You can thank the pullback on Thursday and a re-rallying of the value stocks on Friday and Monday for keeping the indicators from rolling over.
In fact, the number of stocks making new highs have finally surpassed the prior peak. That is good news. The bad news? The New York Stock Exchange is still lagging on that score. We’ll call it mixed.
The biggest change, however, comes from sentiment. It has gone from complacent to almost giddy. I say almost because we haven’t yet seen this week’s Investor’s Intelligence numbers, which are slated to come out Tuesday night. But I would be shocked if they are not in the upper 50s.
Let me just review the change in sentiment. The put/call ratio on Thursday’s decline was 116%. Folks got scared, they bought far too many puts relative to calls. Monday the ratio was 65%. To put that in perspective, the last time we saw a reading under 70% was in 2018, so it has been almost two years.
On the chart below, I have noted with a blue arrow the last three readings under 70%. It’s hard to say if we are at one of the first two or the last one, just before the January high. But I can say that in late January 2018, breadth was rolling over, the Russell was underperforming and the McClellan Summation Index was heading down. So this doesn’t look like late January 2018 to me.
Many will probably note that after those first two readings, we saw a few days of churn before resuming the upside. That first one happened at a similar time of the year — heading into year end.
Here’s the big difference, though, the 10-day moving average of the put/call ratio was not as terribly low back then as it is now. Now it is just shy of 85%, the level it has turned up from – and the market has turned down from – for almost the last two years. The green circles on the chart indicate where the 10- day moving average was when those sub negative 70% readings arrived back in late 2017. That big low on the moving average near 76% was the last low reading.
What does all of this tell me? We’ve stepped beyond complacency and are bordering on giddy.
CNN’s Fear and Greed is now at 86. It’s not a perfect indicator, and since I don’t keep it myself, it’s difficult to determine the exact levels. But the last time it was this high was the around the same time in 2017. So, it hasn’t been this “greedy” in two years.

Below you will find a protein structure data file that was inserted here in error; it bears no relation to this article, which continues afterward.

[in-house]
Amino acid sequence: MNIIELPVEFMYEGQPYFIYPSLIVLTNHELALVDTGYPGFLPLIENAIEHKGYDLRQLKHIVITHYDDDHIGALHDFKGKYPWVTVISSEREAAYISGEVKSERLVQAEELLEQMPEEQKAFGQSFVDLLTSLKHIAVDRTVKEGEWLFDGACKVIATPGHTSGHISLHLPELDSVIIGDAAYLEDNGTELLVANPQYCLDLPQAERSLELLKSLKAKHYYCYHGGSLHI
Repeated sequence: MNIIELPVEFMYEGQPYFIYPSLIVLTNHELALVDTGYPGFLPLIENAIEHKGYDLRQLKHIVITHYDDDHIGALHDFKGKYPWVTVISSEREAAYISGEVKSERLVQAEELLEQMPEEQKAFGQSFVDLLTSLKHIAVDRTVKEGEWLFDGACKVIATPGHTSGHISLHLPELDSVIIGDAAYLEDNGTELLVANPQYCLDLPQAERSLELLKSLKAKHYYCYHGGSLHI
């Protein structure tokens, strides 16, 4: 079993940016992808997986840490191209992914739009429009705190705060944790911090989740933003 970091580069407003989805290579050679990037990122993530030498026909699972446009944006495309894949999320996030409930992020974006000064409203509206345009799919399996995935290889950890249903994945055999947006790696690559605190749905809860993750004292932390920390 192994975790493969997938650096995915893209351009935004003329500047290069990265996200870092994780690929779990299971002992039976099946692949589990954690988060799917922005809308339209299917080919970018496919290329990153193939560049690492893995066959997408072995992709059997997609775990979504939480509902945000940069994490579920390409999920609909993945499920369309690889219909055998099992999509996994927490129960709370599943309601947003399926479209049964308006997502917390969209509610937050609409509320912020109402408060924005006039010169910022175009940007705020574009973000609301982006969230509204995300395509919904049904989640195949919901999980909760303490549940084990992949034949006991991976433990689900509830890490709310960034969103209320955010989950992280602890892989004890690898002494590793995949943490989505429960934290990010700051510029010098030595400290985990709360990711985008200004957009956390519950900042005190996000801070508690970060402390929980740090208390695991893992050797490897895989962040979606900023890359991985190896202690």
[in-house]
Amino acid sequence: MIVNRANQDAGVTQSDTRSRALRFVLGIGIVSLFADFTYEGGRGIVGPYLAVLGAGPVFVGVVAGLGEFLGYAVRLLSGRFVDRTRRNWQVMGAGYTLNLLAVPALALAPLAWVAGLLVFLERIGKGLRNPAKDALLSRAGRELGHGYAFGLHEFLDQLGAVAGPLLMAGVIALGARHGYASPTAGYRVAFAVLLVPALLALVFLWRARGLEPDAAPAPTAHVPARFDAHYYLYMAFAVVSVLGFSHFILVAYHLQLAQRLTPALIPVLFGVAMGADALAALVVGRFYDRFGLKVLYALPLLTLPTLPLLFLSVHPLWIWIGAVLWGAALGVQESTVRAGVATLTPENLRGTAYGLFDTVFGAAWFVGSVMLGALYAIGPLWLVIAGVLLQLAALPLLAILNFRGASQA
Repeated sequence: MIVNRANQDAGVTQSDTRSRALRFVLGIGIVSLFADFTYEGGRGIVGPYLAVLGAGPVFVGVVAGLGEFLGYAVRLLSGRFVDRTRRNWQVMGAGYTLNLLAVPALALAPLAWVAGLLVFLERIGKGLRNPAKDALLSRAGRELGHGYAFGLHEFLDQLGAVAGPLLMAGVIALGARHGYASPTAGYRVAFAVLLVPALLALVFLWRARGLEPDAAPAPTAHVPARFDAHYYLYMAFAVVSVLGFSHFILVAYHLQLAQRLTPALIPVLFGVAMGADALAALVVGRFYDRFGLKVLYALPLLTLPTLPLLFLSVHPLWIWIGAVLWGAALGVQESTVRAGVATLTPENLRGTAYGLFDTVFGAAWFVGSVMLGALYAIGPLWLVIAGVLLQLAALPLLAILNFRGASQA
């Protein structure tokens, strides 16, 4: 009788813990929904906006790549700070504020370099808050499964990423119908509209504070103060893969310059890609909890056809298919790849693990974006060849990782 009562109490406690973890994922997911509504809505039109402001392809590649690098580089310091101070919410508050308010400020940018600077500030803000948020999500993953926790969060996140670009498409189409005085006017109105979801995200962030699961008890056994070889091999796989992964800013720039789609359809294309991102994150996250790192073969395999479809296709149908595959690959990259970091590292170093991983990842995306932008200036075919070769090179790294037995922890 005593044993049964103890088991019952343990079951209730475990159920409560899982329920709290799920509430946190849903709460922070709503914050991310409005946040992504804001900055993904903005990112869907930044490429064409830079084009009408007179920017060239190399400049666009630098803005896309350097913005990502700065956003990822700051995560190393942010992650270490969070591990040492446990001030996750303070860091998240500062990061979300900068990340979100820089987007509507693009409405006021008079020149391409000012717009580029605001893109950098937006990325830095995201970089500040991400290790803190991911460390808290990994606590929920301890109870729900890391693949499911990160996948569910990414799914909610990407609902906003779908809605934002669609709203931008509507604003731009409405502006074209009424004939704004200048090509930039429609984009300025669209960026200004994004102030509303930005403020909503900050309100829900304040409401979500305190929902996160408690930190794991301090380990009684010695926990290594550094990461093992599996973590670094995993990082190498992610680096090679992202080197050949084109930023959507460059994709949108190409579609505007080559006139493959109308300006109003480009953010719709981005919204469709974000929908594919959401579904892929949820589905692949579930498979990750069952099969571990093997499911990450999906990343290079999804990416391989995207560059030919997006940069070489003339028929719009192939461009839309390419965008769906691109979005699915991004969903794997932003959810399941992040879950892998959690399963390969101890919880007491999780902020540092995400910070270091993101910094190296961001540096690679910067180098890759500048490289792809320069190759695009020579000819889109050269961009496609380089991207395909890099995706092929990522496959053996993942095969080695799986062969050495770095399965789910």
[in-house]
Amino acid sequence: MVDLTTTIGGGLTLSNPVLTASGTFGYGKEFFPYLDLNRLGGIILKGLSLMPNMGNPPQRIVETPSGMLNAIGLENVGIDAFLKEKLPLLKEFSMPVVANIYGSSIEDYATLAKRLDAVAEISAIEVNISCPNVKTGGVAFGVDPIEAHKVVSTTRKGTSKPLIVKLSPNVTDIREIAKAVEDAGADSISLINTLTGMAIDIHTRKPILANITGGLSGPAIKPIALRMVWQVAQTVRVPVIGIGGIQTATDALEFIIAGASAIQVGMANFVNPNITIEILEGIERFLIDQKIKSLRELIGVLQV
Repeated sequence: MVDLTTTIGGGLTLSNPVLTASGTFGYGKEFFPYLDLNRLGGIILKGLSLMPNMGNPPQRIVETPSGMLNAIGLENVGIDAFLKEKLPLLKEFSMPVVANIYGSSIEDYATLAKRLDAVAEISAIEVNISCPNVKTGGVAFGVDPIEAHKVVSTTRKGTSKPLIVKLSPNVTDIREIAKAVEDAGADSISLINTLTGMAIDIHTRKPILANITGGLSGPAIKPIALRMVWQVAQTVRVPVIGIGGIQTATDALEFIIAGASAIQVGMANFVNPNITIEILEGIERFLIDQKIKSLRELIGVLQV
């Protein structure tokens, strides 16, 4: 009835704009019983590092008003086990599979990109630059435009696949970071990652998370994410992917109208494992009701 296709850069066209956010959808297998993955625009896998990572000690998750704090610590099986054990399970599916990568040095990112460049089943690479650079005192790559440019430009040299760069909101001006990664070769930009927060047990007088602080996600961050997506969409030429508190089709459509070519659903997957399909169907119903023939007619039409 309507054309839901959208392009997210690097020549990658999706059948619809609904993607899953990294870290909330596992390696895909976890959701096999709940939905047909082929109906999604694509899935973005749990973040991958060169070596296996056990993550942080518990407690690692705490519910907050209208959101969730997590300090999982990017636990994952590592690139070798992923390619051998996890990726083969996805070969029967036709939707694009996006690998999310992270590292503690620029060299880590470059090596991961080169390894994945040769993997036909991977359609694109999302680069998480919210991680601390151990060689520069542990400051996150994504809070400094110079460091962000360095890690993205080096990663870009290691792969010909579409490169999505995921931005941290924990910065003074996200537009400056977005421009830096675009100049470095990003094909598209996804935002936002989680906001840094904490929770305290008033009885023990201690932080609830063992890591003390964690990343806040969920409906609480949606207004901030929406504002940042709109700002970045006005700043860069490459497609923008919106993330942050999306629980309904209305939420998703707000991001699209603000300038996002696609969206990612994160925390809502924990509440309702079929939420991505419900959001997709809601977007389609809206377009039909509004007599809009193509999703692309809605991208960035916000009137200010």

Finally, the Daily Sentiment Index is at 83 for the S&P 500, and 86 for Nasdaq. If these get over 90, it has rarely been a great buying opportunity over the ensuing weeks. This doesn’t mean we can’t keep rising, even if we get over 90, but the risk/reward becomes less, and you have to believe that the market will not correct. That’s a tall order for me.
Finally, the DSI for the Volatility Index is at 15. Only this time, unlike a week ago, it hasn’t made a new low in four days.
So the indicators are mixed – still – but there has been some improvement in new highs. But sentiment is now bordering on giddy. My guess is we see another move up in the VIX before the week is out. Something to shake out weak hands.
I find myself drawn to the base that has been building in Kohls (KSS) - Get Free Report. This stock used to be a fan fave, and now no one even mentions it. If it can breakout, there is that gap to fill overhead.
It’s been months since I first recommended CVS (CVS) - Get Free Report back in the mid-$50s. It finally filled that gap Monday. Earnings are out later this week and in an effort not to test the market gods, I’d say some profit taking is in order.
The 30-day moving average of the advance/decline line is now oversold; it’s simply the math and the way breadth was so weak in late September.
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Nutrien (NTR) - Get Free Report is trying so hard not to break down under $48. It keeps threatening and then getting saved, so as long as it doesn’t break, it gets the benefit of the doubt. As far as where it can go on the upside, well that’s the issue. There is just resistance all the way up. If it can cross over that downtrend line around $50 it improves the chart immensely.
Simon Property Group (SPG) - Get Free Report is trying to bottom. There is a lot — a lot — of resistance at $163. That comes from prior highs and the downtrend line. Therefore, clearing $163 changes the chart from a potential bottom to bottoming and better. There is still resistance all the way up after that (see that $168 area) but eating through the first layer is what is needed to even believe the process has started.
I am still a fan of iShares Silver Trust (SLV) - Get Free Report, even though it popped and dropped after I wrote it up a few weeks ago. It continues to hold this uptrend line, and if it can ever get over this $17 area it should enjoy a nice run.